Warren Buffett’s attempt to bolster his large stake in Occidental Petroleum Corp.
Even further, it is not expected to serve as a prelude to the widespread billionaire’s full takeover of the revamped energy company, at least for now.
In a regulatory filing on Friday, the Federal Energy Regulatory Commission said that Mr. Buffett’s Berkshire Hathaway Inc.
had been granted permission to buy up to 50% of the driller’s shares. The news sparked speculation that Berkshire could be preparing to acquire Occidental.
Analysts said Occidental’s oil business would complement Berkshire’s existing energy holdings, which include utilities, natural gas and renewables. Mr. Buffett has a warm relationship with Chief Executive Vicki Hollub and has publicly praised her efforts to turn the company around after it bought Anadarko Petroleum Corp. and its plans to pay down debt and increase dividend payments.
But Mr. Buffett has not informed Occidental of plans to acquire a controlling stake in the company, according to people familiar with the matter. Given Mr. Buffett’s well-known aversion to making hostile deals, it would be out of character for him to make a bid without first hearing from the company’s executives and directors.
Owning such a large stake – Berkshire is Occidental’s largest shareholder – already gives him a lot of influence over the company, and gaining control could cost him a large premium to the stock’s current price. The stock closed Friday at $71.29, up nearly 10% on the news, giving the company a market capitalization of about $66 billion.
So why would Berkshire seek permission to buy more Occidental?
First, it came close to running afoul of FERC-imposed investment limits.
Filings show that Berkshire currently has a 20% stake in Occidental. He also has warrants to buy another 83.9 million shares of common stock and 100,000 shares of preferred stock that pay a hefty dividend—both of which he acquired after helping Occidental finance its 2019 acquisition of Anadarko.
If Berkshire exercised the warrants, its stake would rise to about 27%. That would have exceeded the 25% limit allowed by FERC before Friday’s decision.
“This is not a company that’s going to increase regulatory attacks,” said Cathy Seifert, an analyst at CFRA Research.
It should also give Berkshire breathing room in case share buybacks or another company’s moves reduce the amount of shares outstanding, thereby increasing its stake.
There are other reasons to doubt that a Berkshire takeover of Occidental is imminent.
One of them is price, said David Kass, professor of economics at the University of Maryland’s Robert H. Smith School of Business.
So far, Berkshire has bought nearly all of Occidental’s shares at a price in the $50 to $60 range, Mr. Kass said. The highest price Berkshire paid was $60.37 in July, according to the filings.
Mr. Buffett is a well-known bargain hunter, so it’s hard to imagine Berkshire rushing to buy more Occidental shares at the current price, Mr. Kass said. Shares are up 146% for the year, boosted by the oil price rally, compared with an 11% decline for the S&P 500.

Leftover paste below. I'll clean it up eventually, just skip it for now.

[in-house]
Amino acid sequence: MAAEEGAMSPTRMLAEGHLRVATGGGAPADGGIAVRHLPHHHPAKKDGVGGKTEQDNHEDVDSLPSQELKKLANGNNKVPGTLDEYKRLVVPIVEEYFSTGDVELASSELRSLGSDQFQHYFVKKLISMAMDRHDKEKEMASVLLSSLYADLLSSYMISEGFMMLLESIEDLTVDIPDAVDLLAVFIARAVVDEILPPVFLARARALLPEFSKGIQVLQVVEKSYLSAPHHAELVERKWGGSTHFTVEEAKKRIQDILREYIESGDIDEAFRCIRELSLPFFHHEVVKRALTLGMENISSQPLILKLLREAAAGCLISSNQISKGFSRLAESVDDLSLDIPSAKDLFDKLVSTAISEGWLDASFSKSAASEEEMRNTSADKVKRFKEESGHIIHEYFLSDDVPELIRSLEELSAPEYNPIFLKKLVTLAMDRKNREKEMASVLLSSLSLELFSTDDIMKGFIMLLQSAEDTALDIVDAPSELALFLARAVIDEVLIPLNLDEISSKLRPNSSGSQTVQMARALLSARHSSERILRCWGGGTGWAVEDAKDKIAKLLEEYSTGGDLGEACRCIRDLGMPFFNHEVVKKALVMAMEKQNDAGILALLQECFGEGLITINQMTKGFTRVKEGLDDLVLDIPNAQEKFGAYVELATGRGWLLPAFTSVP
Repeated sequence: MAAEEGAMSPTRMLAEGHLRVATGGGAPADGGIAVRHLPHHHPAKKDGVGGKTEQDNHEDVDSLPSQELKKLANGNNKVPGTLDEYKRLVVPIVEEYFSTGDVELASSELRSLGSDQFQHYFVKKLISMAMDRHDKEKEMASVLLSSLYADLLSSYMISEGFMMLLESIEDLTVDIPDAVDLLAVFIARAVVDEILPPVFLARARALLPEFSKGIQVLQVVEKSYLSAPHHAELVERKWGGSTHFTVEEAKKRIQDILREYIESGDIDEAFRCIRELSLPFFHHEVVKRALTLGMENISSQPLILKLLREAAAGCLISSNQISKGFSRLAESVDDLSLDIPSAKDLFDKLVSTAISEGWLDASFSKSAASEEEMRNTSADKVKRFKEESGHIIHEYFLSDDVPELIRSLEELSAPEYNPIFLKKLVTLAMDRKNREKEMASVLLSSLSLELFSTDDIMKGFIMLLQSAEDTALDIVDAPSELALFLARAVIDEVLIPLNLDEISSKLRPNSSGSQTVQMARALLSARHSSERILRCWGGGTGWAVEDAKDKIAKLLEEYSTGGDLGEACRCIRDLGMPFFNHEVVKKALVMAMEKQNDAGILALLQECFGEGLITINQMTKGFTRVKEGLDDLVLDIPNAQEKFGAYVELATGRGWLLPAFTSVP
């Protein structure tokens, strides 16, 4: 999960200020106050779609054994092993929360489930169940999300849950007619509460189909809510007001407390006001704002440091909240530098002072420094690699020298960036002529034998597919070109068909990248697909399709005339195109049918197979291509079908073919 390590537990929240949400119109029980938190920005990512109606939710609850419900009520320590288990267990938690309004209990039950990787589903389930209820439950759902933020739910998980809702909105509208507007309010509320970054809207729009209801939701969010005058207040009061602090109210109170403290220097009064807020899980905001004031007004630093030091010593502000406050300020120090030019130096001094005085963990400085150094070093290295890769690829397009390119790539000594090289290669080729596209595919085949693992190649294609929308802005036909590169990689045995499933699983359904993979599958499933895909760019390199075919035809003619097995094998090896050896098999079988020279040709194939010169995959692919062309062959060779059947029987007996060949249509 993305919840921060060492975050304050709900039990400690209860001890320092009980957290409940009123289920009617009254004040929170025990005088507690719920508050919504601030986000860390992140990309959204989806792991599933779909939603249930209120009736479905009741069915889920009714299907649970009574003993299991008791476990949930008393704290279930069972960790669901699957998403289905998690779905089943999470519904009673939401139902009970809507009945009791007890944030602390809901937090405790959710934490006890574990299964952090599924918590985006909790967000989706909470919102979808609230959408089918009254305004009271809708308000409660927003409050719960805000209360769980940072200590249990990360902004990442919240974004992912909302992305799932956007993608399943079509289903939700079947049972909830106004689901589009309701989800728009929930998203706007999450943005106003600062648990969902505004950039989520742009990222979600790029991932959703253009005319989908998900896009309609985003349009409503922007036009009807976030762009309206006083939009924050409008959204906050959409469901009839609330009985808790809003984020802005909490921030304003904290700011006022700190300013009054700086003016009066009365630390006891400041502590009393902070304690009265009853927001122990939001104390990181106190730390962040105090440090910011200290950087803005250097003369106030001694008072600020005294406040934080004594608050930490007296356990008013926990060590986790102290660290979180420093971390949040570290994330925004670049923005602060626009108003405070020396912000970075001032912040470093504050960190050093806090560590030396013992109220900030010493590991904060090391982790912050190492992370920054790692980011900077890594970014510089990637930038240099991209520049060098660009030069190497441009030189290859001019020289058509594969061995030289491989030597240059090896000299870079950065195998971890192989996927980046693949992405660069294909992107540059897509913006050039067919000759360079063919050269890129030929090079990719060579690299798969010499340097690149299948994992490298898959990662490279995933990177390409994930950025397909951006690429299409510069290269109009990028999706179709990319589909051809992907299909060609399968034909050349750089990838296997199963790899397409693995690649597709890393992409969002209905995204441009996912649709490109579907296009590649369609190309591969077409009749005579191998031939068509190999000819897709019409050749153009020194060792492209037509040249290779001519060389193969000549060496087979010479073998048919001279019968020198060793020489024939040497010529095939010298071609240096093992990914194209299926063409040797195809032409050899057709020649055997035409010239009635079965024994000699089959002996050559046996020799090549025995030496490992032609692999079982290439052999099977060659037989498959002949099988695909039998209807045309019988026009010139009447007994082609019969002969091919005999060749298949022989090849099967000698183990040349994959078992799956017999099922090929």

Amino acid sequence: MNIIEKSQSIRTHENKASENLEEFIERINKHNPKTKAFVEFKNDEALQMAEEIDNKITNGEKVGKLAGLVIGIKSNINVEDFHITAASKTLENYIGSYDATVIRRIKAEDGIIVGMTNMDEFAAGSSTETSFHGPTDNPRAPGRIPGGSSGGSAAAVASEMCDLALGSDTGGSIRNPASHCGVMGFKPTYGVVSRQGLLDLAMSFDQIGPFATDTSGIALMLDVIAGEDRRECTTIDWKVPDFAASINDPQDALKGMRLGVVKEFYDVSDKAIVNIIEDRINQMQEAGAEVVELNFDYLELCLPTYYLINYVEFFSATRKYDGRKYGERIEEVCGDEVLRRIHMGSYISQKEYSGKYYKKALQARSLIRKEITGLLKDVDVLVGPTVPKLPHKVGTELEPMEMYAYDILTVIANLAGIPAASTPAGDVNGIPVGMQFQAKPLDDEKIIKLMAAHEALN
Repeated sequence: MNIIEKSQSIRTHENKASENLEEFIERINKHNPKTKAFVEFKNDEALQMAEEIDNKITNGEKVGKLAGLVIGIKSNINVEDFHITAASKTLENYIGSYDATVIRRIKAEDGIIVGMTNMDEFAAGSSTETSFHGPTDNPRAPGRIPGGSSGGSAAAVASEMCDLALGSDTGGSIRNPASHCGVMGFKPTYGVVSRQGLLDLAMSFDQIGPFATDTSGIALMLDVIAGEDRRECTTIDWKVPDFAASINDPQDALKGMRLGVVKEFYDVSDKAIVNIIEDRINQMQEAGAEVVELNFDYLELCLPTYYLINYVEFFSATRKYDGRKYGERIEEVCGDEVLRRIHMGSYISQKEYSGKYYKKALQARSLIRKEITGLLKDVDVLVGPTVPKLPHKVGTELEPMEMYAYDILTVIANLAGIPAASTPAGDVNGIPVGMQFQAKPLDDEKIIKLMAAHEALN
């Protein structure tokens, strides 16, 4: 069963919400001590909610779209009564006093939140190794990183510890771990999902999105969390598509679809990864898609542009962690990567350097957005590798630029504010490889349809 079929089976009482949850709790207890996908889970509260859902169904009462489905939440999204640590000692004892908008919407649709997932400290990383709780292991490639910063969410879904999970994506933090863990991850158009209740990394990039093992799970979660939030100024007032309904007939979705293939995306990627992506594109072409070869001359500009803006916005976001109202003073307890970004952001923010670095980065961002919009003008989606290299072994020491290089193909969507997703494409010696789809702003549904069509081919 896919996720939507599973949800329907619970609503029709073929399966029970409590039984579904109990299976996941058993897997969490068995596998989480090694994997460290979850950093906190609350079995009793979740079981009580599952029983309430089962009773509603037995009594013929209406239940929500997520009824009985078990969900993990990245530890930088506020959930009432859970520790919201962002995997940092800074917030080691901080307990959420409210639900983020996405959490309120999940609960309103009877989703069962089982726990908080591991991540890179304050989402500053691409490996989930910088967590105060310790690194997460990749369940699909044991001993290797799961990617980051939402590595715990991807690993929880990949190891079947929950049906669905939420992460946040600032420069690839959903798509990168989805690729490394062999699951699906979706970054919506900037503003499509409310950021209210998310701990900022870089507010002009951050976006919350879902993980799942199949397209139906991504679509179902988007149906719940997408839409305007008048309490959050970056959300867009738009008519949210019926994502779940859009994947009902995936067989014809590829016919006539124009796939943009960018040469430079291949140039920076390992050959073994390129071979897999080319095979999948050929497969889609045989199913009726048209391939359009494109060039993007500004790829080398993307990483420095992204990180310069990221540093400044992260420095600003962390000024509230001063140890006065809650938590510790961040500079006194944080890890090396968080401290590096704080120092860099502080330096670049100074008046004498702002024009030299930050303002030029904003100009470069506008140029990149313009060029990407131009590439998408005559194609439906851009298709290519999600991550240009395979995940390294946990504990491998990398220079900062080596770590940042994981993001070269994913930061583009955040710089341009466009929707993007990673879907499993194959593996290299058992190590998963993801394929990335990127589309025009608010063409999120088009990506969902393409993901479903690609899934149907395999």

People familiar with the discussions at Occidental said the company’s leadership believes Mr. Buffett may consider making an offer if oil prices fall, depressing Occidental’s share price. If Mr. Buffett made an offer the company thought was fair, a majority of Occidental’s board would likely approve its presentation to shareholders, one of the people said.
Mr. Buffett did not respond to a request for comment. A spokesman for Occidental declined to comment.
Mr. Buffett is currently represented as a passive shareholder in Occidental, according to a so-called 13G filing with the US Securities and Exchange Commission. If he were to change his intentions and engage in meaningful discussions with the company regarding a full takeover, he would likely need to change his 13D filing, which is required of large shareholders who intend to actively participate in the management of a Company.
Taxes could also play a role in Mr. Buffett’s push for a larger minority stake in Occidental. Companies with at least 20% in another company are entitled to deduct 65% of the dividends they receive, up from the standard 50%.
Berkshire’s 20% stake also allows it to include a proportionate share of Occidental’s profits in its own results. That could give its earnings a boost of several billion dollars a year, based on analysts’ estimates of Occidental’s earnings. Before the most recent purchases, disclosed this month, Occidental fell below the 20% threshold for both benefits.
Since Berkshire began buying Occidental shares in February, Mr. Buffett has had a friendly and cooperative relationship with Ms. Hollub, and the pair speak regularly, according to people familiar with the matter.
When Mr. Buffett bought another chunk of Occidental stock this spring, he called Ms. Hollub to tell her about the transaction, according to one of the people. Ms. Hollub was driving at the time and pulled over to take the call, the person said.
Mr. Buffett’s message was simple: “Keep doing what you’re doing,” he told Ms. Hollumb.
Berkshire’s growing ties to Occidental have an unexpected connection to Mr. Buffett’s early investing days.
At age 11 in 1942, Mr. Buffett made his first investment: three shares of Cities Service’s preferred stock. Forty years later, Occidental bought the oil company, which Ms. Hollub had just joined the year before.
Mr. Buffett’s investment in Occidental this year shows that his first stock purchases “come full circle 80 years later,” Mr. Kass said.
—Benoît Morenne contributed to this article.
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